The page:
Class IV + V antiarrhythmics:

Adenosine 1st line ( can be used after a b-blocker unlike verapamil)
Verapamil (preferable to adenosine in asthma)
Digoxin

NOTE: verapamil is only effective for supra ventricular arrhythmias.

9

Which anti-arhythmic drugs can only be used in ventricular arrhythmias?

Class Ib - IV lidocaine

10

What is a subarachnoid haemorrhage and how can it be managed?

Life-threatening type of stroke caused by bleeding into the space surrounding the brain.
It can be caused by ruptured aneurysms or head injury.

Nimodine ( a CCB) can be used for preventing ischaemic neurological defects following the bleed.

11

How are blood clots in catheters and lines managed?

UH, urokinase, epoprosterol (a prostaglandin)

12

What is the preferred treatment of VTE in pregnancy?

Heparins as they do not cross the placenta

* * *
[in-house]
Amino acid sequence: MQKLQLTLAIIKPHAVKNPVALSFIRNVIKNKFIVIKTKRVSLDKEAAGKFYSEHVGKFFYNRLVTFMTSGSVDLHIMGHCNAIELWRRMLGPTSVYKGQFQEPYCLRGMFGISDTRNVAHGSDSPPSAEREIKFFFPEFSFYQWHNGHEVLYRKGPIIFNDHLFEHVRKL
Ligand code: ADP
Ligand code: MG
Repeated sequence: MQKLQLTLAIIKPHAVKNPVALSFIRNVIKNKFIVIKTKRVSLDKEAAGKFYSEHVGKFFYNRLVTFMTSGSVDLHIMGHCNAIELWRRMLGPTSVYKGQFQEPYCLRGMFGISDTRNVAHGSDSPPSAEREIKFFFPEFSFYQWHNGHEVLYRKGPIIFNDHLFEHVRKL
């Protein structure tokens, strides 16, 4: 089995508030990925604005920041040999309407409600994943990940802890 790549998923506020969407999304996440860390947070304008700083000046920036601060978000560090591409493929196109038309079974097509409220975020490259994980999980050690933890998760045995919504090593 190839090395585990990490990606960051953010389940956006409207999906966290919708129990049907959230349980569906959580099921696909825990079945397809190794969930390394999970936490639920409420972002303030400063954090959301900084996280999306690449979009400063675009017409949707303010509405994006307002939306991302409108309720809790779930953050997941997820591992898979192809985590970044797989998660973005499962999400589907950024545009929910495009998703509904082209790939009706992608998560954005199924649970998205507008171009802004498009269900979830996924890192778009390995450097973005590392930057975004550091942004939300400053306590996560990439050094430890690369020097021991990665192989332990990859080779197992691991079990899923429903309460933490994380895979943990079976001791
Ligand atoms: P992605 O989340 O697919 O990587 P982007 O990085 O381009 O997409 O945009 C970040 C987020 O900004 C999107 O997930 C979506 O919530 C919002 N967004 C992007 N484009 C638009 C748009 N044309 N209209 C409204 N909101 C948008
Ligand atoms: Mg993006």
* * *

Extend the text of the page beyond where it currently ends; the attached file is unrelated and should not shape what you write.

13

What is the initial management for a suspected and confirmed TIA?

Aspirin 300mg stat (clopidogrel 75mg is altenative)
Following diagnosis, offer secondary prevention (anticoagulant)

14

How is acute ischemic stroke managed?

**Intracerebral haemorrhage must be excluded first.

Acute:
If within 4.5 hours of onset, give alteplase.
If after 4.5 hours or cant give alteplase, give 300mg aspirin ( clopidogrel 75mg is alternative. Then aspirin 300mg OD for 2 weeks (24 hours after alteplase)

15

What is the long term treatment post stroke or TIA?

Maintenance:
Clopidogrel 75mg OD (aspirin or dipyridamole if C/I)
Anticoagulants are not recommended if no AF
Warfarin should NOT be started in acute phase.

16

How long do coumarins and phenindione take to work?

48-72 hours

17

What is the INR target in AF, singular DVT/PE, MI, cardioversion?

2.5 but within 0.5 of target is okay, (2-3)

18

In what circumstances is the INR target not 2.5 (or 2-3) and what is the target?

Recurrent DVT+ PE and mechanical/prosthetic heart valves. INR target is 3.5 (3-4) as higher risk of a clot.

19

What action should be taken if a patient on warfarin has a MAJOR bleed?

STOP warfarin
give phytomenadione 5mg stat - slow IV (vitamin K)
give octaplex (prothrombin complex)